Wir lieben Laufen. Denn das kann man immer und überall, ganz besonders in unserer wunderschönen Region Franken. Deshalb sammelt die Redaktion von nordbayern.de die schönsten Laufstrecken in Nordbayern.
- wolfgang61973 likes this.
Florian Janik had to look for a long time. And he is still not entirely satisfied: "At one point it is still along the road." He knows his city of Erlangen very well, of course, but even the mayor needs a little time to find a suitable running route.
"I wanted a nice ten-kilometer lap where you can run undisturbed," says Janik. "After some trial and error, I found one." It starts right from his front door, from there you can quickly reach the Wiesengrund. Here Janik always jogs along the Regnitz. "The topic of my round is water." This is not only due to the river, which cools the air pleasantly, especially in summer. "My route also leads past the Erlangen waterworks, which is where our drinking water comes from."
After that, however, there is a piece that Janik would like to "optimize". "I haven't found the way around here yet." Most of all, he would never like to walk along a street - and that in the middle of the city. On his lap it almost works. After the waterworks, however, Janik has to jog a bit on Schallershofer Straße to the canal.
Once you are on the Main-Danube Canal, the route will be "wonderful" again. Janik enjoys the monotonous running route there, "because you can always feel the coolness of the water and a little wind". After six kilometers there is always his "bogeyman phase", that is, the point at which you actually don't feel like it anymore. "But the canal gives me fresh strength to walk the last few kilometers home." The route ends there at the Westbad. So when the weather is nice you could still go swimming - and complete the water circuit.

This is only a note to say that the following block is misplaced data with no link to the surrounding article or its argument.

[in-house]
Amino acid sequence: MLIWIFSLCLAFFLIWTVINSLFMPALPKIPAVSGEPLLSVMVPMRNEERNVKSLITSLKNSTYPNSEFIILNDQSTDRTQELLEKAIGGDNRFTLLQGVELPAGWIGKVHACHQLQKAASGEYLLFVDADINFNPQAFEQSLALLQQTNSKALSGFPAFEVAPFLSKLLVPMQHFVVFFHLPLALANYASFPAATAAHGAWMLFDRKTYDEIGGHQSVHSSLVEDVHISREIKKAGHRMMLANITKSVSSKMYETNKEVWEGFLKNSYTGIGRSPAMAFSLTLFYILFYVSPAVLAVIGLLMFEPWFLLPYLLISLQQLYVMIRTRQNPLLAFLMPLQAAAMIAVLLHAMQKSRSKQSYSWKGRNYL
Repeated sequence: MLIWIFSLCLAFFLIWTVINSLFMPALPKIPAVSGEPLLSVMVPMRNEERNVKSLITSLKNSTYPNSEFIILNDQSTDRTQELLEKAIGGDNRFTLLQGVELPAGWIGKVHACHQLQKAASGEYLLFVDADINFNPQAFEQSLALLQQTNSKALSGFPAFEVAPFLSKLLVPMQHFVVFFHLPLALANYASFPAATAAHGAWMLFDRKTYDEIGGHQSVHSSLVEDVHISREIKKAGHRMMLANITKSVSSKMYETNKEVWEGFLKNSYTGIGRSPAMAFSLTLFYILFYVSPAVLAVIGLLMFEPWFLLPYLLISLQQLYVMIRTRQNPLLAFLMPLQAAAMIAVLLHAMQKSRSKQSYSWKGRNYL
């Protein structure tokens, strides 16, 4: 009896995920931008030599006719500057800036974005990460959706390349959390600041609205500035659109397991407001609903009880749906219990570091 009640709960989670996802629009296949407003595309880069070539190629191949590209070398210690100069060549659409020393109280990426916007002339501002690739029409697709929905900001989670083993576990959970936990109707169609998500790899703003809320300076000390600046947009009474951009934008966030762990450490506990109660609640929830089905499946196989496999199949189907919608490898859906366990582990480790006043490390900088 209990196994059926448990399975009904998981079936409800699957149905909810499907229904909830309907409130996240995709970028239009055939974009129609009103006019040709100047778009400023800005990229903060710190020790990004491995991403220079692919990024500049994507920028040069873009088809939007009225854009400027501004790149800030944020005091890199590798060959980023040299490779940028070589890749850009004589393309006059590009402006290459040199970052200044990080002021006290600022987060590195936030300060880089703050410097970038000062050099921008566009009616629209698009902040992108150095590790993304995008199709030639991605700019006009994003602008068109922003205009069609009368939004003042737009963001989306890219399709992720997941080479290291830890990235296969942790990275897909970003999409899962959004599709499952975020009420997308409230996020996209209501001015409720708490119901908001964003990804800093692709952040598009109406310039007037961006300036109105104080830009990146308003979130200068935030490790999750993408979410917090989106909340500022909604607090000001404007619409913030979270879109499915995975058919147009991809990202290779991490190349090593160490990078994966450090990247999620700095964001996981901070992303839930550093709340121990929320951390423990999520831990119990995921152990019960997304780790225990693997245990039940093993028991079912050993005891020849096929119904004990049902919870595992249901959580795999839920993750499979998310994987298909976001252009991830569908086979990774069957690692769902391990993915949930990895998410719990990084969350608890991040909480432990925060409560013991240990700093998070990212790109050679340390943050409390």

"Overall, there is a lot of nature to see," says Janik. "I found the canal difficult at the beginning because it only goes straight ahead. But if you have the distance inside, the path has a calming effect. I get into my running rut there really well." The mayor then switches to "autopilot", as he says. "I can let my mind wander while running."
It was through this effect that the 41-year-old, who is actually a swimmer, got into jogging in the first place. "I'm a Corona runner," says Janik. When he spent many days in the meetings of the crisis team in the first wave of the pandemic, he needed compensation. "I was in the town hall for hours, the swimming pools were closed," he recalls. But you could jog. So Janik started.
"At the beginning it was brutally difficult for me to two kilometers," he admits. "But I improved and stayed at it. The ten kilometers were a limit that took me longer." Janik has now even run his first half marathon. "On the way it was easier than I thought, I made it under two hours, that was my goal." The hardest thing was that he misjudged the route. "That's why I had to run back 1.5 kilometers even though I had actually already reached the goal." Then he noticed: "Running is a lot of the head because time has collapsed."
After his 21 kilometers, Janik "suffered a lot", the muscles ached after his first long run. "However, if I don't jog for two or three days, it tingles inside me. I feel better when I run, have built up a good physical condition and clear my head." The mayor usually jogs five, seven or even ten kilometers. Sometimes, when time is no longer possible, it is just a few kilometers home from the town hall. Janik doesn't listen to any music, "either a podcast or nothing at all". If he jogs without headphones, he still has the rippling of the water.KATHARINA TAUBENEDER
September 15, 2021
- 00:496.93 mi8.5 mph200 ft175 ft
Stefan Böllet describes a television report about the Berlin marathon as his personal "awakening experience" at the start of a new phase of life. Because before and since early adolescence, he saw running as a purely practical exercise that benefited his fitness on the football field. The first participation in the Neumarkt city run in 2005 was preceded by an injury break. "Back then, I went out with a tape recorder to distract myself," remembers the now 36-year-old, who had to end his football career in 2011 after a cruciate ligament rupture and served as game director for another two years. In addition, the enthusiasm for the individual endurance challenge increased steadily, especially because "quickly a positive development" could be read on the stopwatch.